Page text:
When you’ve lost the one who touched you
When you’ve lost the one who touched you
I have always put in too many hours sitting in front of my computer. It used to be a major part of my work-life but even after I retired I seemed to find activities that would end up with me hunched over a keyboard, inviting an aching neck and shoulders. Still do! 🙂
I also remember many times while I was immersed in my work at the desk that I would feel strong hands coming from behind me, deftly massaging the tight muscles. “You’re working too hard,” my husband Norbert would say while his fingers found the knots in my neck. “You need a break. Why don’t you stop for a coffee?”
Oh, how I miss loving hands on my shoulders. I miss the “You’ll be OK” hug when I was feeling down. I miss the peck on the cheek as he ran out the door. I miss hugging him. And I miss intimacy.
This post isn’t meant to be a maudlin list of everything I’ve lost since Norbert died though, as I like to keep things a lot more pragmatic and useful. The loss of touch though is…well….a touchy subject! If you no longer have your partner it’s not a craving that is easily replaced.
There are some things you can do that make the loss of touch a little less brutal though. Nothing will fill the gap left by your loved one, but some things might help.
One thing I’ve learned is that ‘touch hunger’ is a real thing. Yep, if there’s a positive about grief it’s that it teaches you stuff you never knew! [a little sardonic humour there] 😒
“Just like we crave food when we are hungry, and crave sleep when we are tired, so we crave touch when we are lonely, for to be lonely is to be vulnerable. When someone is out of our orbit, we do not say that we are out of sight, but out of touch…“Psychology Today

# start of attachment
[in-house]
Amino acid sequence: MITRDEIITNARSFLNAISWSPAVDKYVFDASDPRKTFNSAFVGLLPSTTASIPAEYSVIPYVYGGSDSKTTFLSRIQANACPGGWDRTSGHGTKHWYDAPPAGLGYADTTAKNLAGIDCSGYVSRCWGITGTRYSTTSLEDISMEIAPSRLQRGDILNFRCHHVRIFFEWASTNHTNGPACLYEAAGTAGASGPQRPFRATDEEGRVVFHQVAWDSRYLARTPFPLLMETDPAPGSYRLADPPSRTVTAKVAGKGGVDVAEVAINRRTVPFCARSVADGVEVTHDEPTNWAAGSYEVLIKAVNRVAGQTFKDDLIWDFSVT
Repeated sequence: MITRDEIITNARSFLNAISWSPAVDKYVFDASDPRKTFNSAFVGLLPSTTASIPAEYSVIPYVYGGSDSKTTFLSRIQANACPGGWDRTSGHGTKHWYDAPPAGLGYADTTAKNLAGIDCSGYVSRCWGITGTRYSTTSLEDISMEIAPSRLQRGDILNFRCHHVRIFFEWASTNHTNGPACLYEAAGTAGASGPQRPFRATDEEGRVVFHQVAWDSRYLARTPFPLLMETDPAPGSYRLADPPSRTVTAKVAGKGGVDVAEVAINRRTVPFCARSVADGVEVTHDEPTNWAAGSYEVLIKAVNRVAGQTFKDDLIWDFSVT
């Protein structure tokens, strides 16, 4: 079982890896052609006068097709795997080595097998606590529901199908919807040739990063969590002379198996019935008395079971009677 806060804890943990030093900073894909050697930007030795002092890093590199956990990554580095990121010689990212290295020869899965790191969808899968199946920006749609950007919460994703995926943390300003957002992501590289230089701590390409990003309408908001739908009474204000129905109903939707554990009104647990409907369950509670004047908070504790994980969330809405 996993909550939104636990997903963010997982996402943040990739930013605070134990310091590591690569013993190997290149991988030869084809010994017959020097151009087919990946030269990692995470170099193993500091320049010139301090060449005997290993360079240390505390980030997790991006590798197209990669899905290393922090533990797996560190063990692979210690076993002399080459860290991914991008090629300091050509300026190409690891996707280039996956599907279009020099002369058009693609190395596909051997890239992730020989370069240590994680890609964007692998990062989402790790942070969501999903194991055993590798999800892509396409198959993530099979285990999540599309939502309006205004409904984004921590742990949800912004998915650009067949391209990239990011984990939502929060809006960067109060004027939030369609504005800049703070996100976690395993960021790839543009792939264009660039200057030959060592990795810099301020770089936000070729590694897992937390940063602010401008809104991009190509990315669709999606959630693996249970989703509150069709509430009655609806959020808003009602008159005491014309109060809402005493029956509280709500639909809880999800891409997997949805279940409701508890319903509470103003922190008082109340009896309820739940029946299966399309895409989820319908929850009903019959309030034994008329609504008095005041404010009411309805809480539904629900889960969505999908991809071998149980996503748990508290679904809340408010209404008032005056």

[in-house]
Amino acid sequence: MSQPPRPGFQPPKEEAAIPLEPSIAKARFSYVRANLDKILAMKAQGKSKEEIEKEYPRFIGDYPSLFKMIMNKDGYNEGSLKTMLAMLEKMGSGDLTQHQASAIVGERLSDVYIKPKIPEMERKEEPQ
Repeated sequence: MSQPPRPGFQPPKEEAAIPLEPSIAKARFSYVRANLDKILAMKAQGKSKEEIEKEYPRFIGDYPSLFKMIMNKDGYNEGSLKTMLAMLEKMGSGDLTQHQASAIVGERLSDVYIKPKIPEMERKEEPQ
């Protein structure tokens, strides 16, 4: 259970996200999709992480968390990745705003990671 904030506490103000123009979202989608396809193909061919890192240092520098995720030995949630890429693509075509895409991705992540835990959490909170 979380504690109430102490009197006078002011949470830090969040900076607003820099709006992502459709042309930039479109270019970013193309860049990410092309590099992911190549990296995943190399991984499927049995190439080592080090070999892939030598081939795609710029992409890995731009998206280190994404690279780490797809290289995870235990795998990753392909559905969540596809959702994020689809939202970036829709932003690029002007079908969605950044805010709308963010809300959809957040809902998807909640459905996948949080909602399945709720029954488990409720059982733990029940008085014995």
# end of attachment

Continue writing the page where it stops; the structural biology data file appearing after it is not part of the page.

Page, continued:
I need to mention here that I’m no psychologist and I’m simply writing about my own personal experience. The grief journey can be stark and cruel and too many people want to offer advice, so I write this as my own record of what helped me.
Anyway, here are my thoughts. You can’t replace the touch of a loving partner, but you can enhance sensory stimulation of the skin in lots of small ways.
The psychologist I saw a couple of times in the early days said to me “In your situation, getting a regular massage is NOT a luxury item on the budget.” I took that to heart and began booking frequent professional massages. It helped. I cried quietly through the early ones…but it helped.
“The good feeling, the sensation, the powerful aroma from essential oils and the touch of human hands [all] raise body awareness. “Thrive Global
The bed you used to share is sacrosanct and I couldn’t replace the sheets for ages as they still carried Norbert’s scent, but eventually I treated myself to some beautiful new sheets that were silky soft and felt luxurious on my skin when I turned over (and over) in bed.
I live in a warm climate but I can imagine that in a cooler area, wrapping yourself in a super-soft, fleecy blanket would also be lovely and comforting against skin.
I am lucky enough to have a swimming pool, and I’ve found that slipping into deliciously tepid water at the end of a warm day can be a hedonistic pleasure. I also love walking barefoot on grass and wading in the shallow water at the beach, squelching the sand between my toes.